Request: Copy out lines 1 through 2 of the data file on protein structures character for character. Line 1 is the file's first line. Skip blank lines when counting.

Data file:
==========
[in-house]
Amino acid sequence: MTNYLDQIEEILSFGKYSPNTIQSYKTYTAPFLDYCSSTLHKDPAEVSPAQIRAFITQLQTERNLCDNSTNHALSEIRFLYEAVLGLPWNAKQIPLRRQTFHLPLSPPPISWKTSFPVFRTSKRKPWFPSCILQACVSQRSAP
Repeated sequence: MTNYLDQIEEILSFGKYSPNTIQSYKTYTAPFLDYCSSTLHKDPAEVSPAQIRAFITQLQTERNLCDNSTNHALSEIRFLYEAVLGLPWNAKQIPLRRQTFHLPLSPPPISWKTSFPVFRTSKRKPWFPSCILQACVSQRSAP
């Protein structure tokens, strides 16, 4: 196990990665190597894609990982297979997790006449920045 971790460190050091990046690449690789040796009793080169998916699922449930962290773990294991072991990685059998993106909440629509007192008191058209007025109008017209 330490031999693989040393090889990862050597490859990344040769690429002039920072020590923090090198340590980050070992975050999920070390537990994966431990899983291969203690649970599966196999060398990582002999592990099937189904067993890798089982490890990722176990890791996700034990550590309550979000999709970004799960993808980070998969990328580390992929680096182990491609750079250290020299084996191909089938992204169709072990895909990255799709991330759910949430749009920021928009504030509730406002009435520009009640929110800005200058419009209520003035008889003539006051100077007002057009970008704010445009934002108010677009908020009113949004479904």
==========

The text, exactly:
[in-house]
Amino acid sequence: MTNYLDQIEEILSFGKYSPNTIQSYKTYTAPFLDYCSSTLHKDPAEVSPAQIRAFITQLQTERNLCDNSTNHALSEIRFLYEAVLGLPWNAKQIPLRRQTFHLPLSPPPISWKTSFPVFRTSKRKPWFPSCILQACVSQRSAP